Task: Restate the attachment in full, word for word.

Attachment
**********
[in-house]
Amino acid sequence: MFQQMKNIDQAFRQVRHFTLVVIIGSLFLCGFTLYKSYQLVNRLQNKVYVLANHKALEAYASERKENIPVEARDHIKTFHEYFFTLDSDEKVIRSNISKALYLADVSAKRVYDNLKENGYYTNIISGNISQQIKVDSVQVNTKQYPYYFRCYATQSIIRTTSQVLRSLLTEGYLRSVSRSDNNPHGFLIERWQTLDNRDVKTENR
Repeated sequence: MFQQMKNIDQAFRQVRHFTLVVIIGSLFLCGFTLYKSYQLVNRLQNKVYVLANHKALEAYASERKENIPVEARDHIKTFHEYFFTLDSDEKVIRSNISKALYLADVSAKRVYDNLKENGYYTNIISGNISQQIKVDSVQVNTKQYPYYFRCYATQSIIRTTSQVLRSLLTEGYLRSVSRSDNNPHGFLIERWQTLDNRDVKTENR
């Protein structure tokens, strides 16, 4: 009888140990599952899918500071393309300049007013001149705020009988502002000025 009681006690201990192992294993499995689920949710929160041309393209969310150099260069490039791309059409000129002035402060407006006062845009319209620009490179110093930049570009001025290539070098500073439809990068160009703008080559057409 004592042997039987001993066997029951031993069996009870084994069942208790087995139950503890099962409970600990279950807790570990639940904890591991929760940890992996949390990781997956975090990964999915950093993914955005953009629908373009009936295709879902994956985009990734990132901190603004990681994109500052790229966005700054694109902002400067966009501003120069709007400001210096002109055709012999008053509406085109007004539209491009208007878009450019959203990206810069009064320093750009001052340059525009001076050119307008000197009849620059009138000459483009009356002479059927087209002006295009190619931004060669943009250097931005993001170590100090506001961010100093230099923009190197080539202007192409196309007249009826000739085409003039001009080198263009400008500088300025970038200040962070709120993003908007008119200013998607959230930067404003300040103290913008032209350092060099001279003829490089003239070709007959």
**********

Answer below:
[in-house]
Amino acid sequence: MFQQMKNIDQAFRQVRHFTLVVIIGSLFLCGFTLYKSYQLVNRLQNKVYVLANHKALEAYASERKENIPVEARDHIKTFHEYFFTLDSDEKVIRSNISKALYLADVSAKRVYDNLKENGYYTNIISGNISQQIKVDSVQVNTKQYPYYFRCYATQSIIRTTSQVLRSLLTEGYLRSVSRSDNNPHGFLIERWQTLDNRDVKTENR
Repeated sequence: MFQQMKNIDQAFRQVRHFTLVVIIGSLFLCGFTLYKSYQLVNRLQNKVYVLANHKALEAYASERKENIPVEARDHIKTFHEYFFTLDSDEKVIRSNISKALYLADVSAKRVYDNLKENGYYTNIISGNISQQIKVDSVQVNTKQYPYYFRCYATQSIIRTTSQVLRSLLTEGYLRSVSRSDNNPHGFLIERWQTLDNRDVKTENR
């Protein structure tokens, strides 16, 4: 009888140990599952899918500071393309300049007013001149705020009988502002000025 009681006690201990192992294993499995689920949710929160041309393209969310150099260069490039791309059409000129002035402060407006006062845009319209620009490179110093930049570009001025290539070098500073439809990068160009703008080559057409 004592042997039987001993066997029951031993069996009870084994069942208790087995139950503890099962409970600990279950807790570990639940904890591991929760940890992996949390990781997956975090990964999915950093993914955005953009629908373009009936295709879902994956985009990734990132901190603004990681994109500052790229966005700054694109902002400067966009501003120069709007400001210096002109055709012999008053509406085109007004539209491009208007878009450019959203990206810069009064320093750009001052340059525009001076050119307008000197009849620059009138000459483009009356002479059927087209002006295009190619931004060669943009250097931005993001170590100090506001961010100093230099923009190197080539202007192409196309007249009826000739085409003039001009080198263009400008500088300025970038200040962070709120993003908007008119200013998607959230930067404003300040103290913008032209350092060099001279003829490089003239070709007959």